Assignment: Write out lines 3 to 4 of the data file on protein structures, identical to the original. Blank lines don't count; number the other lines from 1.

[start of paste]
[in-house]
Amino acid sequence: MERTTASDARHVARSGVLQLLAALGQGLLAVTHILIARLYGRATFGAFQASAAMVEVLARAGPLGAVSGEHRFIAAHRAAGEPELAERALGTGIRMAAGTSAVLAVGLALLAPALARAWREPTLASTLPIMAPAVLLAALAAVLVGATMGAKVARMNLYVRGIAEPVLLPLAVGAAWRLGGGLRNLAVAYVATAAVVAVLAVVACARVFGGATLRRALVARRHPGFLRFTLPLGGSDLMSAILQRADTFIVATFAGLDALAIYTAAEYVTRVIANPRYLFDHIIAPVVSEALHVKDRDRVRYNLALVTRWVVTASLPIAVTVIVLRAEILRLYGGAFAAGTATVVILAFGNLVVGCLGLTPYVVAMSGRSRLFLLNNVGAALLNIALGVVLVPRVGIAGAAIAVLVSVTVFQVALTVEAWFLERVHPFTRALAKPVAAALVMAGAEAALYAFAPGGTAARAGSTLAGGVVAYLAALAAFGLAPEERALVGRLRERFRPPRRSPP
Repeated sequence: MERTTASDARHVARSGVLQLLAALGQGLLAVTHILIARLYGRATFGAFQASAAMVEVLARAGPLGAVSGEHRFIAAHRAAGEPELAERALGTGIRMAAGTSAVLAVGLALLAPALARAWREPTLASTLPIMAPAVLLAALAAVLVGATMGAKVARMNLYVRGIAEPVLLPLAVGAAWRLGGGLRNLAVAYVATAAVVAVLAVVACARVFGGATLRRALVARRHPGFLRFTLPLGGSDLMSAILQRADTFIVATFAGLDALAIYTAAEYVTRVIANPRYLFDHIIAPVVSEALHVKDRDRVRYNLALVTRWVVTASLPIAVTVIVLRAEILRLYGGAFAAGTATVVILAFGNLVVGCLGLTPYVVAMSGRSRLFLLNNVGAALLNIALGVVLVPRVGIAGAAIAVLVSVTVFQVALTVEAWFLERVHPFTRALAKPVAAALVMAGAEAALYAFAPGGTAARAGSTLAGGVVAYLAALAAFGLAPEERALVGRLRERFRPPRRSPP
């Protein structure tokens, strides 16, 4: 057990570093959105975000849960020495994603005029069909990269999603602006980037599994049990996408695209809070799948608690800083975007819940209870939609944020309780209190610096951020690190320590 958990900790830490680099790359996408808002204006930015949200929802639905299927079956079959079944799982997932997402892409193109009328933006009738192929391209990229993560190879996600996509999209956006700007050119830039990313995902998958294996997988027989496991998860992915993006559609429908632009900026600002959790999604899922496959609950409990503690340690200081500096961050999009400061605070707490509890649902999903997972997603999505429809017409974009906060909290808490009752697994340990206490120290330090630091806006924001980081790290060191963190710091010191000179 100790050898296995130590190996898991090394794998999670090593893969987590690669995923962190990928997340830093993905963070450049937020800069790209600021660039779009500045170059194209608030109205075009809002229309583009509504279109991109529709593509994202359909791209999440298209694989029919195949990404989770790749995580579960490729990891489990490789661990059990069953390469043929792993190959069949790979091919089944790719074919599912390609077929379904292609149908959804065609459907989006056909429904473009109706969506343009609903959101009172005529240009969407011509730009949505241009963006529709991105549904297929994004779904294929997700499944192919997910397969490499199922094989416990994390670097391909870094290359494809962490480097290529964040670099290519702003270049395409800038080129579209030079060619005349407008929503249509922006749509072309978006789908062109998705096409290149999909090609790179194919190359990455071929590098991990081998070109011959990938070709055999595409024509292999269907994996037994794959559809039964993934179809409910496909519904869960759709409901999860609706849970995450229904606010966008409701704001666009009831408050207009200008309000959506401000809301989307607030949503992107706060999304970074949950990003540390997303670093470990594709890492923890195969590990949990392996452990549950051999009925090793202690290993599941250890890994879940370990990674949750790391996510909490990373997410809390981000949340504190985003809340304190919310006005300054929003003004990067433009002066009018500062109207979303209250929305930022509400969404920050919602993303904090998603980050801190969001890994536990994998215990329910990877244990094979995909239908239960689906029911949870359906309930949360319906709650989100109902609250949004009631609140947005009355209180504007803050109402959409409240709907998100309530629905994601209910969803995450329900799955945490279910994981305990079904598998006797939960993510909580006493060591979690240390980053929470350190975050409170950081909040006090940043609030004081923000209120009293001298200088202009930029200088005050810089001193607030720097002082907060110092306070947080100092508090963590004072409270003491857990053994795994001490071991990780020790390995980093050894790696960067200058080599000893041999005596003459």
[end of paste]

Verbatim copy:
Repeated sequence: MERTTASDARHVARSGVLQLLAALGQGLLAVTHILIARLYGRATFGAFQASAAMVEVLARAGPLGAVSGEHRFIAAHRAAGEPELAERALGTGIRMAAGTSAVLAVGLALLAPALARAWREPTLASTLPIMAPAVLLAALAAVLVGATMGAKVARMNLYVRGIAEPVLLPLAVGAAWRLGGGLRNLAVAYVATAAVVAVLAVVACARVFGGATLRRALVARRHPGFLRFTLPLGGSDLMSAILQRADTFIVATFAGLDALAIYTAAEYVTRVIANPRYLFDHIIAPVVSEALHVKDRDRVRYNLALVTRWVVTASLPIAVTVIVLRAEILRLYGGAFAAGTATVVILAFGNLVVGCLGLTPYVVAMSGRSRLFLLNNVGAALLNIALGVVLVPRVGIAGAAIAVLVSVTVFQVALTVEAWFLERVHPFTRALAKPVAAALVMAGAEAALYAFAPGGTAARAGSTLAGGVVAYLAALAAFGLAPEERALVGRLRERFRPPRRSPP
């Protein structure tokens, strides 16, 4: 057990570093959105975000849960020495994603005029069909990269999603602006980037599994049990996408695209809070799948608690800083975007819940209870939609944020309780209190610096951020690190320590 958990900790830490680099790359996408808002204006930015949200929802639905299927079956079959079944799982997932997402892409193109009328933006009738192929391209990229993560190879996600996509999209956006700007050119830039990313995902998958294996997988027989496991998860992915993006559609429908632009900026600002959790999604899922496959609950409990503690340690200081500096961050999009400061605070707490509890649902999903997972997603999505429809017409974009906060909290808490009752697994340990206490120290330090630091806006924001980081790290060191963190710091010191000179 100790050898296995130590190996898991090394794998999670090593893969987590690669995923962190990928997340830093993905963070450049937020800069790209600021660039779009500045170059194209608030109205075009809002229309583009509504279109991109529709593509994202359909791209999440298209694989029919195949990404989770790749995580579960490729990891489990490789661990059990069953390469043929792993190959069949790979091919089944790719074919599912390609077929379904292609149908959804065609459907989006056909429904473009109706969506343009609903959101009172005529240009969407011509730009949505241009963006529709991105549904297929994004779904294929997700499944192919997910397969490499199922094989416990994390670097391909870094290359494809962490480097290529964040670099290519702003270049395409800038080129579209030079060619005349407008929503249509922006749509072309978006789908062109998705096409290149999909090609790179194919190359990455071929590098991990081998070109011959990938070709055999595409024509292999269907994996037994794959559809039964993934179809409910496909519904869960759709409901999860609706849970995450229904606010966008409701704001666009009831408050207009200008309000959506401000809301989307607030949503992107706060999304970074949950990003540390997303670093470990594709890492923890195969590990949990392996452990549950051999009925090793202690290993599941250890890994879940370990990674949750790391996510909490990373997410809390981000949340504190985003809340304190919310006005300054929003003004990067433009002066009018500062109207979303209250929305930022509400969404920050919602993303904090998603980050801190969001890994536990994998215990329910990877244990094979995909239908239960689906029911949870359906309930949360319906709650989100109902609250949004009631609140947005009355209180504007803050109402959409409240709907998100309530629905994601209910969803995450329900799955945490279910994981305990079904598998006797939960993510909580006493060591979690240390980053929470350190975050409170950081909040006090940043609030004081923000209120009293001298200088202009930029200088005050810089001193607030720097002082907060110092306070947080100092508090963590004072409270003491857990053994795994001490071991990780020790390995980093050894790696960067200058080599000893041999005596003459």